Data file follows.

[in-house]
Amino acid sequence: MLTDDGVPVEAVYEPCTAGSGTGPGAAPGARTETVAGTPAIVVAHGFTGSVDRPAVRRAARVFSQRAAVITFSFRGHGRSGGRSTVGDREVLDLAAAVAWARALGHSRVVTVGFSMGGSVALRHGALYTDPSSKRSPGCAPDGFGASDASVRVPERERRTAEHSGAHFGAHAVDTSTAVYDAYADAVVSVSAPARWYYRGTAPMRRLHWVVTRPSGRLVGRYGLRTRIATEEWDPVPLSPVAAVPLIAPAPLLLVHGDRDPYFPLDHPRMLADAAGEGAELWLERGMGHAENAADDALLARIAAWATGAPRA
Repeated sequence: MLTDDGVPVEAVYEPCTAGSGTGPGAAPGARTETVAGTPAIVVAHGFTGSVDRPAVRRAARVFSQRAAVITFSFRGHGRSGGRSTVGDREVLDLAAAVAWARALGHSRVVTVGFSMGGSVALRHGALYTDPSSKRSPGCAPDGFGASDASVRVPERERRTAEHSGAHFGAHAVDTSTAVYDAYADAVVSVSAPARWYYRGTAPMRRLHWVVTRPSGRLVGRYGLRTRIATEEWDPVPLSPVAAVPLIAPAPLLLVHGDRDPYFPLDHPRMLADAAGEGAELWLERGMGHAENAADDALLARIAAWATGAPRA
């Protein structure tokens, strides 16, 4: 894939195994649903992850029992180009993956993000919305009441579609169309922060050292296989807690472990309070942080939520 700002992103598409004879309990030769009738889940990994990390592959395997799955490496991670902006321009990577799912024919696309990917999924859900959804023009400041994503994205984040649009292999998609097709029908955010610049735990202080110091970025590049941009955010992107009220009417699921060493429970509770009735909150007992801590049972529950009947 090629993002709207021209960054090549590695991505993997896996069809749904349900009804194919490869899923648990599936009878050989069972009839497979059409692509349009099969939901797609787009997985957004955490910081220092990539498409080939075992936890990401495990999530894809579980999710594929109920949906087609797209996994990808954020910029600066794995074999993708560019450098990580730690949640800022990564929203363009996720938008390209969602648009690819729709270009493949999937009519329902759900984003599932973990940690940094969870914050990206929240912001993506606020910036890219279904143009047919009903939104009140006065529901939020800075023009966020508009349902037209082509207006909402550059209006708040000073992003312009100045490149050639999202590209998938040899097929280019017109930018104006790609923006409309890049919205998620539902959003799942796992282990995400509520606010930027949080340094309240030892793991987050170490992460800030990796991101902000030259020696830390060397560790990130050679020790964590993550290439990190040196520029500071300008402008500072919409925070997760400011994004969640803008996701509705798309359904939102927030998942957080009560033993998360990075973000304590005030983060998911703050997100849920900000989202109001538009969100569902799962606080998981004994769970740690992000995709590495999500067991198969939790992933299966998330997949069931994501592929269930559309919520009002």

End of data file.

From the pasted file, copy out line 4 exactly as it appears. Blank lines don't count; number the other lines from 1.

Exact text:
């Protein structure tokens, strides 16, 4: 894939195994649903992850029992180009993956993000919305009441579609169309922060050292296989807690472990309070942080939520 700002992103598409004879309990030769009738889940990994990390592959395997799955490496991670902006321009990577799912024919696309990917999924859900959804023009400041994503994205984040649009292999998609097709029908955010610049735990202080110091970025590049941009955010992107009220009417699921060493429970509770009735909150007992801590049972529950009947 090629993002709207021209960054090549590695991505993997896996069809749904349900009804194919490869899923648990599936009878050989069972009839497979059409692509349009099969939901797609787009997985957004955490910081220092990539498409080939075992936890990401495990999530894809579980999710594929109920949906087609797209996994990808954020910029600066794995074999993708560019450098990580730690949640800022990564929203363009996720938008390209969602648009690819729709270009493949999937009519329902759900984003599932973990940690940094969870914050990206929240912001993506606020910036890219279904143009047919009903939104009140006065529901939020800075023009966020508009349902037209082509207006909402550059209006708040000073992003312009100045490149050639999202590209998938040899097929280019017109930018104006790609923006409309890049919205998620539902959003799942796992282990995400509520606010930027949080340094309240030892793991987050170490992460800030990796991101902000030259020696830390060397560790990130050679020790964590993550290439990190040196520029500071300008402008500072919409925070997760400011994004969640803008996701509705798309359904939102927030998942957080009560033993998360990075973000304590005030983060998911703050997100849920900000989202109001538009969100569902799962606080998981004994769970740690992000995709590495999500067991198969939790992933299966998330997949069931994501592929269930559309919520009002």